Renewable energy costs at the best sites around the world are now below 2 cents/kWh and costs will continue to decline in wider areas to below 1.5 cents/kWh by 2030. However, the full cost includes the backup generation capacity, energy storage, and an enhanced transmission and distribution system required to stabilize variable renewable energy. Achieving 80% renewable energy in the U.S. would require three days of storage, which amounts to more than 1,000-fold battery storage than available today. The cost target is 10–20 dollars/kWh or one-tenth of the current cost.
Science and technology solutions to a sustainable world
If clean electricity as low as 1.0–1.5 cents/kWh becomes a reality in ten years at the best sites, exciting opportunities will open up in electrochemistry. At 1.5 cents/kWh, the cost of electricity to make hydrogen would be half its current price. Hydrogen and heat storage may become a cost-competitive alternative to pumped storage of chemical battery storage.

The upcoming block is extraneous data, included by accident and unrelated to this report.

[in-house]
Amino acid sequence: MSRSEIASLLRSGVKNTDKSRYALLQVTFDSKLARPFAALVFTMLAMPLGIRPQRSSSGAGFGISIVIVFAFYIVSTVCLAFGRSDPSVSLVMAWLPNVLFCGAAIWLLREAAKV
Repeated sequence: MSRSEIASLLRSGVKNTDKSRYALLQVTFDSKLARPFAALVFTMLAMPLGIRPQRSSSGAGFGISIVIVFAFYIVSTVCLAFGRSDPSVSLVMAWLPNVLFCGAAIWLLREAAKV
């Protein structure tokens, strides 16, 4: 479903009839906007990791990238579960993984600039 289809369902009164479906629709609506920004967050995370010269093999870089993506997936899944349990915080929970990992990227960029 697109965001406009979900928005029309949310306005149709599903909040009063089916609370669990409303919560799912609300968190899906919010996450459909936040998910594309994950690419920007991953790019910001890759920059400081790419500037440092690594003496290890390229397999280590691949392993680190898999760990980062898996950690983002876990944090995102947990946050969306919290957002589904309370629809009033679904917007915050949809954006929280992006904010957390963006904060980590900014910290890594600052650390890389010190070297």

Electric vehicles currently account for 5–10 percent of all new automobile sales. Yet, 45% of new light-duty vehicles will continue to be internal combustion engines with a lifetime of more than 15 years, which means the transition will take several decades. The cost of EV batteries declined ten-fold from 2010 to 2020 and the energy density may double by 2025.
However, when the market share of EVs increases to around 80%, questions arise about the availability of the materials needed to make the batteries. Lithium extraction from salt water could increase lithium resources by 10,000 times. Yet, there will not be enough cobalt and nickel to reach such high EV deployment levels. Promising progress has been made with the development of lithium metal-sulfur batteries and other breakthrough battery technologies that would not use conventional materials.